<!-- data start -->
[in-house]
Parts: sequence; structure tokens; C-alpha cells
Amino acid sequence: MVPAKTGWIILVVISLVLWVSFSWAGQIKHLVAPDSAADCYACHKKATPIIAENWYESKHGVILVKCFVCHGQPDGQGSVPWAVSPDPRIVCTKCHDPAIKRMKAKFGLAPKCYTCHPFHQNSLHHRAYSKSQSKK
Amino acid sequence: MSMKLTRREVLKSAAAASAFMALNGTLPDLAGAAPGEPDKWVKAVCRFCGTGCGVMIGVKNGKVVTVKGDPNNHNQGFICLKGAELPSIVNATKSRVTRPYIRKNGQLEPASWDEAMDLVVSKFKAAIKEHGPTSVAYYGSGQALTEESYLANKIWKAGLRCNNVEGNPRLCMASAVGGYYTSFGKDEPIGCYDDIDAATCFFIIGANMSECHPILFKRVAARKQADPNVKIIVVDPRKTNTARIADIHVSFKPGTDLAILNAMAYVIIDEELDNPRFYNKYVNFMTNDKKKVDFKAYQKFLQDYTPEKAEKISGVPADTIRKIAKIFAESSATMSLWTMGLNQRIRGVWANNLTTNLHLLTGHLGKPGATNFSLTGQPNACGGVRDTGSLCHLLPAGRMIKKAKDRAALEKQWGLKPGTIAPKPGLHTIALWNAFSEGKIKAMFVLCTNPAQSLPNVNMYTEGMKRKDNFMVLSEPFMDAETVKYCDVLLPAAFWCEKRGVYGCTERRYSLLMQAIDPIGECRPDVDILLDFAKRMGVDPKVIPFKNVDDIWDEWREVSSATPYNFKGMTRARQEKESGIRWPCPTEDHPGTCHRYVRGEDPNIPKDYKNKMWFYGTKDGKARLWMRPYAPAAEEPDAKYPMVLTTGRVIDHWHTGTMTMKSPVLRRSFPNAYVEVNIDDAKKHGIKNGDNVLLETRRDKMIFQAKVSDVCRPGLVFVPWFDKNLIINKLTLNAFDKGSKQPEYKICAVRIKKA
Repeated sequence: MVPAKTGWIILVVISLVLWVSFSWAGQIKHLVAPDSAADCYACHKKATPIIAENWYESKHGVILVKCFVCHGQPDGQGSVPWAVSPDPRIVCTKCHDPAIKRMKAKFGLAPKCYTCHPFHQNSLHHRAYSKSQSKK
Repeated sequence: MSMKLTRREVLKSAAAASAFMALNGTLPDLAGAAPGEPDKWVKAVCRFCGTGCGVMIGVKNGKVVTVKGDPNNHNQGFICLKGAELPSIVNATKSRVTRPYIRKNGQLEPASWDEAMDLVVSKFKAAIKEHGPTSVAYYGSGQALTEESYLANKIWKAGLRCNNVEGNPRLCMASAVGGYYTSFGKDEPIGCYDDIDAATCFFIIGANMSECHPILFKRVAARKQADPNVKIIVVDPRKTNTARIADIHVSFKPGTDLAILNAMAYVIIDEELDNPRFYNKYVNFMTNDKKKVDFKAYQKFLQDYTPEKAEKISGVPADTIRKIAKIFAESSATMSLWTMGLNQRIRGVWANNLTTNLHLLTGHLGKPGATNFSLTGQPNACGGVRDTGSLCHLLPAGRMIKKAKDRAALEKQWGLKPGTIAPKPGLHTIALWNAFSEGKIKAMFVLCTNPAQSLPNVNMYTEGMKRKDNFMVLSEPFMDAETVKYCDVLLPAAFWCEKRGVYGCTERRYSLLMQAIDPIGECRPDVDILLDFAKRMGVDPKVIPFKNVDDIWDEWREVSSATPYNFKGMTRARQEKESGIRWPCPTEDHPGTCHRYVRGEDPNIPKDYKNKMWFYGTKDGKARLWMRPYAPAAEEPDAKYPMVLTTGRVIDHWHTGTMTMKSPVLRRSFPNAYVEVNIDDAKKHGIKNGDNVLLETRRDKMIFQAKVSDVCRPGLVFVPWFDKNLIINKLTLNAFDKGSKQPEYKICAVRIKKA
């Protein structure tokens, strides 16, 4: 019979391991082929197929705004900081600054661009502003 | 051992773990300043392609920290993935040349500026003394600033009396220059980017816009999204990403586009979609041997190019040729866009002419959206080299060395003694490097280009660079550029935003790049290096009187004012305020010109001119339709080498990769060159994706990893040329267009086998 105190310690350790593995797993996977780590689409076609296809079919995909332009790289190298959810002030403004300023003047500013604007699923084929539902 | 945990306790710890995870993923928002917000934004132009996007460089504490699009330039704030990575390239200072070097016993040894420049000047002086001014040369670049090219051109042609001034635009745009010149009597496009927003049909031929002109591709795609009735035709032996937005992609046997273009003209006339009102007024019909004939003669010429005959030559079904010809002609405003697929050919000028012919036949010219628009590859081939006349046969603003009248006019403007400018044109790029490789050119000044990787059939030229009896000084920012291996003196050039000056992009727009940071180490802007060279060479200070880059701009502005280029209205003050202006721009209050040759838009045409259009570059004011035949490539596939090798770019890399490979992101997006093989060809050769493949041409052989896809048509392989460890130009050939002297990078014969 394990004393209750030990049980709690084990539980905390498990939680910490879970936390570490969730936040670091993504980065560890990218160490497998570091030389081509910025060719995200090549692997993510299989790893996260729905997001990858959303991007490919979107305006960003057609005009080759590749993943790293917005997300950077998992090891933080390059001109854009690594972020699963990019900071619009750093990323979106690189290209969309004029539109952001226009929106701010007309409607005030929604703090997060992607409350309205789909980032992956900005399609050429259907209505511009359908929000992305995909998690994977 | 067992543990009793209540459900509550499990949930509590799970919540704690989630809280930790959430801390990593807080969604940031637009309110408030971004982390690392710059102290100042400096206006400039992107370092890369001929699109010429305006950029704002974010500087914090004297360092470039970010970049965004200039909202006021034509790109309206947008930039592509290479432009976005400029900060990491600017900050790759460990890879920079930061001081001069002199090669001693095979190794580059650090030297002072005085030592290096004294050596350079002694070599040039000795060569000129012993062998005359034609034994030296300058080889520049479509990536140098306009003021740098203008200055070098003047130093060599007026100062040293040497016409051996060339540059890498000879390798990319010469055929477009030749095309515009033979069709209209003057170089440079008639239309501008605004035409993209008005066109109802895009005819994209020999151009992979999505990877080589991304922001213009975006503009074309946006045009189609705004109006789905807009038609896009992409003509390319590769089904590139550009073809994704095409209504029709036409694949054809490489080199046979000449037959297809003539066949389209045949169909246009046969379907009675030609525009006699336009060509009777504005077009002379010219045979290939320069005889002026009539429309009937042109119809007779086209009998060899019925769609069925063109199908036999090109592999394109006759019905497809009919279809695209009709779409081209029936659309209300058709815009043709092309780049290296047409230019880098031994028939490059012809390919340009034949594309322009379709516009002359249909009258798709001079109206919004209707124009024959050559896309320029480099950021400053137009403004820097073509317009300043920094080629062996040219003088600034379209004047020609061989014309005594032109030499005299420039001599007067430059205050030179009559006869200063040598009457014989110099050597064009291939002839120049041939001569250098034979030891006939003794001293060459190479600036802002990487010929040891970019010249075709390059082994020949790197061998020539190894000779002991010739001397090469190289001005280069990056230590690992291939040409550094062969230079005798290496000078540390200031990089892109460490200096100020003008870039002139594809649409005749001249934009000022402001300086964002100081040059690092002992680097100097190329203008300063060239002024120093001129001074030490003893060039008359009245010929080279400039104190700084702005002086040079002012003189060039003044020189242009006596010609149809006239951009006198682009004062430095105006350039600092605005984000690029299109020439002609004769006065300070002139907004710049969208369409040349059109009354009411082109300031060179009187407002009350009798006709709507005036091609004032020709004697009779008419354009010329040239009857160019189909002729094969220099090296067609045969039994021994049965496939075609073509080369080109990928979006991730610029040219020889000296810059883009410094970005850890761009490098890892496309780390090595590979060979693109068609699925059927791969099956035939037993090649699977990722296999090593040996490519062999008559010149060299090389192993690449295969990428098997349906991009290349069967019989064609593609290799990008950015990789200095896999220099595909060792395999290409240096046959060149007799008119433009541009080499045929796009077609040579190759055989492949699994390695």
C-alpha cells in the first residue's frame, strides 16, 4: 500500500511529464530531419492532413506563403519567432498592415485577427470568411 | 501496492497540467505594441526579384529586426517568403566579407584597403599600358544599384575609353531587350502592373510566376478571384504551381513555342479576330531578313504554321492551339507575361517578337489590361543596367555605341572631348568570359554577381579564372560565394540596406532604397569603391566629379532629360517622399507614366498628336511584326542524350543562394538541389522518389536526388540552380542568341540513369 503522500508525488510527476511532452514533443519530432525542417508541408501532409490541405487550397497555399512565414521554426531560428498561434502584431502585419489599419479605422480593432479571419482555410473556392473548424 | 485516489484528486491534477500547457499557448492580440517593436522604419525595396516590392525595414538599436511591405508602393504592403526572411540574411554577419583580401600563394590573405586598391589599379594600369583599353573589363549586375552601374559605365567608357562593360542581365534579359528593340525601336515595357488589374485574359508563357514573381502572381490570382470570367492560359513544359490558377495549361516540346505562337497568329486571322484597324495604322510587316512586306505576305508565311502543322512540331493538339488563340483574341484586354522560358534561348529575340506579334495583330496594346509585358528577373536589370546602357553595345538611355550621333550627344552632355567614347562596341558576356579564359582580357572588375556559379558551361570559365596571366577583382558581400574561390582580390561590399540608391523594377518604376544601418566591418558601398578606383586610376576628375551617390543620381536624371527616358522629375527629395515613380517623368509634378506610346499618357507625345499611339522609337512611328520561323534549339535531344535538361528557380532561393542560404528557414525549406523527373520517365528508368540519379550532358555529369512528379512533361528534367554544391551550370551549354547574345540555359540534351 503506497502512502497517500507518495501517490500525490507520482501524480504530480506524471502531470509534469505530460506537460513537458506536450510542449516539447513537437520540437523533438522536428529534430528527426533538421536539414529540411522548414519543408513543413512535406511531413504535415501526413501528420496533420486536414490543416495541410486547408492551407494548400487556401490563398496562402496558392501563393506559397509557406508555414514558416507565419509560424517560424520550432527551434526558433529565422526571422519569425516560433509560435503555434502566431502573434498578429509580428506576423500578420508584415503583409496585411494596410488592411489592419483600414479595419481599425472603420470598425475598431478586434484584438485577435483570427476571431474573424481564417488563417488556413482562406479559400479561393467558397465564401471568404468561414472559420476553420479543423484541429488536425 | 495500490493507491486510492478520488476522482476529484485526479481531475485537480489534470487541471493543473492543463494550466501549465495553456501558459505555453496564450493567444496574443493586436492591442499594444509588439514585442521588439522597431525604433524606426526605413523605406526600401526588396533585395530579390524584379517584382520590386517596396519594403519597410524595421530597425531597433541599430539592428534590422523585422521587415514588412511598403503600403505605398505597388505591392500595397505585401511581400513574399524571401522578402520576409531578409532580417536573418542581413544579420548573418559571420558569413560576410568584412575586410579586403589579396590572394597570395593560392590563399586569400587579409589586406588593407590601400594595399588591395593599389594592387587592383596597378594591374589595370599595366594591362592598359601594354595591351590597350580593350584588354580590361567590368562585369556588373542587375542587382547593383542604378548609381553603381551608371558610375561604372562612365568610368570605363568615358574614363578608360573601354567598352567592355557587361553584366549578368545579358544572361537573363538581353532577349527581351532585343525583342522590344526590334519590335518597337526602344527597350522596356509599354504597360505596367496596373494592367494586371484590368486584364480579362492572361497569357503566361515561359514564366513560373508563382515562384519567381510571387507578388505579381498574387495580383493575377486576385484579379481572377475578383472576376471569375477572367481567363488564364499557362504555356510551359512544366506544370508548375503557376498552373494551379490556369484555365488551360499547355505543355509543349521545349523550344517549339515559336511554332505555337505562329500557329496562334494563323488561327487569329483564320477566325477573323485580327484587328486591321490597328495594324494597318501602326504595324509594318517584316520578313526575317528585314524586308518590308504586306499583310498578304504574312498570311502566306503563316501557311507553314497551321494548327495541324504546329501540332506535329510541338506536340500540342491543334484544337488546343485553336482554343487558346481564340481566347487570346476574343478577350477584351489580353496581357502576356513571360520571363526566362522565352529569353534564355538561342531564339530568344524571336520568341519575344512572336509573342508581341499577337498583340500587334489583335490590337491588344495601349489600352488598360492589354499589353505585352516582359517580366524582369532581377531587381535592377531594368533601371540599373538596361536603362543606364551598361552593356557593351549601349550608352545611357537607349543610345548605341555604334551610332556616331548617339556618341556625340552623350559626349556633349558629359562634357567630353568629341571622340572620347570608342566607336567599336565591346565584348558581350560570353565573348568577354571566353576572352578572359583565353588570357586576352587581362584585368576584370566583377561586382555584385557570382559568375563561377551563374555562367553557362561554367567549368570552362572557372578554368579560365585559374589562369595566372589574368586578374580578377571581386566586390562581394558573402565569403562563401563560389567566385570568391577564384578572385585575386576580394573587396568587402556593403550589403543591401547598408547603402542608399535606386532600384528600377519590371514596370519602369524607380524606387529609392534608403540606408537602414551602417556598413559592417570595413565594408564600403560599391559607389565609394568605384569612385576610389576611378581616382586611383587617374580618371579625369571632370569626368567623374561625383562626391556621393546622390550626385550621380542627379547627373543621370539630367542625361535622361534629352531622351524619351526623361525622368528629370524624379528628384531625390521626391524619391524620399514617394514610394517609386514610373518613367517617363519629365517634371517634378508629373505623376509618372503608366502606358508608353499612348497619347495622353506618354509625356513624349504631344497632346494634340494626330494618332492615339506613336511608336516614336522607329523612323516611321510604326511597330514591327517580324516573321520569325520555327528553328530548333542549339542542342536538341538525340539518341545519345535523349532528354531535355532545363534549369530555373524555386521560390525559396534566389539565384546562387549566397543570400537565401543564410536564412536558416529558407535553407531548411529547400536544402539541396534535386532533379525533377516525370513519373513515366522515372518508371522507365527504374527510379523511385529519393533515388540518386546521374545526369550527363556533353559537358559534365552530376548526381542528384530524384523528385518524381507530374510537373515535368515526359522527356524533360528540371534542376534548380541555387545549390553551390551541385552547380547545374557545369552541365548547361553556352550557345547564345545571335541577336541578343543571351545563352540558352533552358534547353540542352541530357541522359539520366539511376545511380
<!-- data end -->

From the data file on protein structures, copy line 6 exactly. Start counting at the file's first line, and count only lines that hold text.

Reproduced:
Repeated sequence: MSMKLTRREVLKSAAAASAFMALNGTLPDLAGAAPGEPDKWVKAVCRFCGTGCGVMIGVKNGKVVTVKGDPNNHNQGFICLKGAELPSIVNATKSRVTRPYIRKNGQLEPASWDEAMDLVVSKFKAAIKEHGPTSVAYYGSGQALTEESYLANKIWKAGLRCNNVEGNPRLCMASAVGGYYTSFGKDEPIGCYDDIDAATCFFIIGANMSECHPILFKRVAARKQADPNVKIIVVDPRKTNTARIADIHVSFKPGTDLAILNAMAYVIIDEELDNPRFYNKYVNFMTNDKKKVDFKAYQKFLQDYTPEKAEKISGVPADTIRKIAKIFAESSATMSLWTMGLNQRIRGVWANNLTTNLHLLTGHLGKPGATNFSLTGQPNACGGVRDTGSLCHLLPAGRMIKKAKDRAALEKQWGLKPGTIAPKPGLHTIALWNAFSEGKIKAMFVLCTNPAQSLPNVNMYTEGMKRKDNFMVLSEPFMDAETVKYCDVLLPAAFWCEKRGVYGCTERRYSLLMQAIDPIGECRPDVDILLDFAKRMGVDPKVIPFKNVDDIWDEWREVSSATPYNFKGMTRARQEKESGIRWPCPTEDHPGTCHRYVRGEDPNIPKDYKNKMWFYGTKDGKARLWMRPYAPAAEEPDAKYPMVLTTGRVIDHWHTGTMTMKSPVLRRSFPNAYVEVNIDDAKKHGIKNGDNVLLETRRDKMIFQAKVSDVCRPGLVFVPWFDKNLIINKLTLNAFDKGSKQPEYKICAVRIKKA